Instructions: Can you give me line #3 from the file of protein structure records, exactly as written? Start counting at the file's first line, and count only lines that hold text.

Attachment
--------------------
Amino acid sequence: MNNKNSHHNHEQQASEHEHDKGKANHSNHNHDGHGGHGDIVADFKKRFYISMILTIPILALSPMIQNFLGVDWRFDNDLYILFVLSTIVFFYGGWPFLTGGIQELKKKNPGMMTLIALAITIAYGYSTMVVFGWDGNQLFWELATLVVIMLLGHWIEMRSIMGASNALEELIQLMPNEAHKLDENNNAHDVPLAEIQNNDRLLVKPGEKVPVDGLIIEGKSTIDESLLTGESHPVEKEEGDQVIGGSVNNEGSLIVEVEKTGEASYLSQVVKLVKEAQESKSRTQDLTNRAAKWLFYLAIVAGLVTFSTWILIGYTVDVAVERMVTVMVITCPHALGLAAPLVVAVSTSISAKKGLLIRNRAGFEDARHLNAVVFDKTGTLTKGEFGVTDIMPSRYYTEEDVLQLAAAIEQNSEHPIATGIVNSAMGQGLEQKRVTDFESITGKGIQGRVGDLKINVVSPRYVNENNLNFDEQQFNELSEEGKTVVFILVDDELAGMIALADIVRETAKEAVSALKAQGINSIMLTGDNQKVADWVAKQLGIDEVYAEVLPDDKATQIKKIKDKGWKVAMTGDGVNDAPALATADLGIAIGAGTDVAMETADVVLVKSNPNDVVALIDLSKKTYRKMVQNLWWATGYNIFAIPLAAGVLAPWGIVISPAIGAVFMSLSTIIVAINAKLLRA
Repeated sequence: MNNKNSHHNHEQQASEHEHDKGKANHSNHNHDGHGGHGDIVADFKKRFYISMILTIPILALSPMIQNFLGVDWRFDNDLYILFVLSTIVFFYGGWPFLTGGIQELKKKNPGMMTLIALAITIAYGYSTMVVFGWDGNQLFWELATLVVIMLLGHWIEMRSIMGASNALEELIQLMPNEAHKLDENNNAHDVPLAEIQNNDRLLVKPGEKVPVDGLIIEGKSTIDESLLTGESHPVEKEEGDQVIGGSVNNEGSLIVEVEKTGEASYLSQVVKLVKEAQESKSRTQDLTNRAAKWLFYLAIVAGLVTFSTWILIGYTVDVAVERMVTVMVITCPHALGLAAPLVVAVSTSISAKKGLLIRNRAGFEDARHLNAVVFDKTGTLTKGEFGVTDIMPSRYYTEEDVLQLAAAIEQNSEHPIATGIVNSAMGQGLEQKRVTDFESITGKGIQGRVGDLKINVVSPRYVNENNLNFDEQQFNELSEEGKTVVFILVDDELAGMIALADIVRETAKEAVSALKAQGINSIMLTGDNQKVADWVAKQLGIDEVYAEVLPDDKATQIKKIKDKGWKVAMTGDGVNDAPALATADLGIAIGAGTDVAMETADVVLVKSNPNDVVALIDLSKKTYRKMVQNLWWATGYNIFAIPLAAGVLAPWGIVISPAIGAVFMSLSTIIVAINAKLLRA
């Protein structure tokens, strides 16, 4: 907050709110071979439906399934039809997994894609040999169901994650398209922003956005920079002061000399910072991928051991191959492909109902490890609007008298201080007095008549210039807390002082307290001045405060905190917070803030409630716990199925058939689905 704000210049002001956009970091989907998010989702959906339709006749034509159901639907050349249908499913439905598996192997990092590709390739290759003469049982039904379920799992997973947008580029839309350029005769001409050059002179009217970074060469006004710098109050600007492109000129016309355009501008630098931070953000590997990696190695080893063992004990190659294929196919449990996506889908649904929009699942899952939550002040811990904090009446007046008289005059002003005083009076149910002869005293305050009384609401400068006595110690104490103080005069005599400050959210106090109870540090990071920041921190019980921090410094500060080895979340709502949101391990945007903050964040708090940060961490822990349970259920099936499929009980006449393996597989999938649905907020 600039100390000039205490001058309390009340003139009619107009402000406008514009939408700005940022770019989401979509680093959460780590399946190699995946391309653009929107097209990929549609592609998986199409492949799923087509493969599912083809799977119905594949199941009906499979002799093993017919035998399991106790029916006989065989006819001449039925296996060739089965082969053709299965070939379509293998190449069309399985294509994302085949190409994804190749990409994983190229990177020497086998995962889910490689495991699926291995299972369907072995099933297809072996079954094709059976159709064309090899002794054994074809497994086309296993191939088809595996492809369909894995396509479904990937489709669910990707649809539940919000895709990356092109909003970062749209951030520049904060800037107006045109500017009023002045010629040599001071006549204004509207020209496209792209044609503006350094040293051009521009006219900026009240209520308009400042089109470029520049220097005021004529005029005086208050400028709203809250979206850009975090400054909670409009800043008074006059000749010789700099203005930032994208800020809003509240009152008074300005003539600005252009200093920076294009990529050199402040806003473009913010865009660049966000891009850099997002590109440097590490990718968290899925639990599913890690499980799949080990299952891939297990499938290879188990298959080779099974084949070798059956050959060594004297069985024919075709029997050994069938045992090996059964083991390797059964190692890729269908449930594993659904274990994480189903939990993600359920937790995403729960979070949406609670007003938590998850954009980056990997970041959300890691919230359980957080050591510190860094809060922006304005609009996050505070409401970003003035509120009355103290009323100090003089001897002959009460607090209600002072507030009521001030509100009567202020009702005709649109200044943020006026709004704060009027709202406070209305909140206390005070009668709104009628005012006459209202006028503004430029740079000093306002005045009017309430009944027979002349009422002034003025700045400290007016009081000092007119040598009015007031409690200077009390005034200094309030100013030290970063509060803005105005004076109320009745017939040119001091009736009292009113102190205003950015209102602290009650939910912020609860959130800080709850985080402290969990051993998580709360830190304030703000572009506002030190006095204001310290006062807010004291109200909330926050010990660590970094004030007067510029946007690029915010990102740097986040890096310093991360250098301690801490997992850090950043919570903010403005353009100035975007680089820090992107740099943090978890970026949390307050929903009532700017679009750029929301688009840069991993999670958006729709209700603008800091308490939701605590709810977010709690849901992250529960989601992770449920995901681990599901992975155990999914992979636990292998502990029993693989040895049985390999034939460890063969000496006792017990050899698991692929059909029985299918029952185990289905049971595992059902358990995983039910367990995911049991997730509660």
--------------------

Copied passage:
């Protein structure tokens, strides 16, 4: 907050709110071979439906399934039809997994894609040999169901994650398209922003956005920079002061000399910072991928051991191959492909109902490890609007008298201080007095008549210039807390002082307290001045405060905190917070803030409630716990199925058939689905 704000210049002001956009970091989907998010989702959906339709006749034509159901639907050349249908499913439905598996192997990092590709390739290759003469049982039904379920799992997973947008580029839309350029005769001409050059002179009217970074060469006004710098109050600007492109000129016309355009501008630098931070953000590997990696190695080893063992004990190659294929196919449990996506889908649904929009699942899952939550002040811990904090009446007046008289005059002003005083009076149910002869005293305050009384609401400068006595110690104490103080005069005599400050959210106090109870540090990071920041921190019980921090410094500060080895979340709502949101391990945007903050964040708090940060961490822990349970259920099936499929009980006449393996597989999938649905907020 600039100390000039205490001058309390009340003139009619107009402000406008514009939408700005940022770019989401979509680093959460780590399946190699995946391309653009929107097209990929549609592609998986199409492949799923087509493969599912083809799977119905594949199941009906499979002799093993017919035998399991106790029916006989065989006819001449039925296996060739089965082969053709299965070939379509293998190449069309399985294509994302085949190409994804190749990409994983190229990177020497086998995962889910490689495991699926291995299972369907072995099933297809072996079954094709059976159709064309090899002794054994074809497994086309296993191939088809595996492809369909894995396509479904990937489709669910990707649809539940919000895709990356092109909003970062749209951030520049904060800037107006045109500017009023002045010629040599001071006549204004509207020209496209792209044609503006350094040293051009521009006219900026009240209520308009400042089109470029520049220097005021004529005029005086208050400028709203809250979206850009975090400054909670409009800043008074006059000749010789700099203005930032994208800020809003509240009152008074300005003539600005252009200093920076294009990529050199402040806003473009913010865009660049966000891009850099997002590109440097590490990718968290899925639990599913890690499980799949080990299952891939297990499938290879188990298959080779099974084949070798059956050959060594004297069985024919075709029997050994069938045992090996059964083991390797059964190692890729269908449930594993659904274990994480189903939990993600359920937790995403729960979070949406609670007003938590998850954009980056990997970041959300890691919230359980957080050591510190860094809060922006304005609009996050505070409401970003003035509120009355103290009323100090003089001897002959009460607090209600002072507030009521001030509100009567202020009702005709649109200044943020006026709004704060009027709202406070209305909140206390005070009668709104009628005012006459209202006028503004430029740079000093306002005045009017309430009944027979002349009422002034003025700045400290007016009081000092007119040598009015007031409690200077009390005034200094309030100013030290970063509060803005105005004076109320009745017939040119001091009736009292009113102190205003950015209102602290009650939910912020609860959130800080709850985080402290969990051993998580709360830190304030703000572009506002030190006095204001310290006062807010004291109200909330926050010990660590970094004030007067510029946007690029915010990102740097986040890096310093991360250098301690801490997992850090950043919570903010403005353009100035975007680089820090992107740099943090978890970026949390307050929903009532700017679009750029929301688009840069991993999670958006729709209700603008800091308490939701605590709810977010709690849901992250529960989601992770449920995901681990599901992975155990999914992979636990292998502990029993693989040895049985390999034939460890063969000496006792017990050899698991692929059909029985299918029952185990289905049971595992059902358990995983039910367990995911049991997730509660």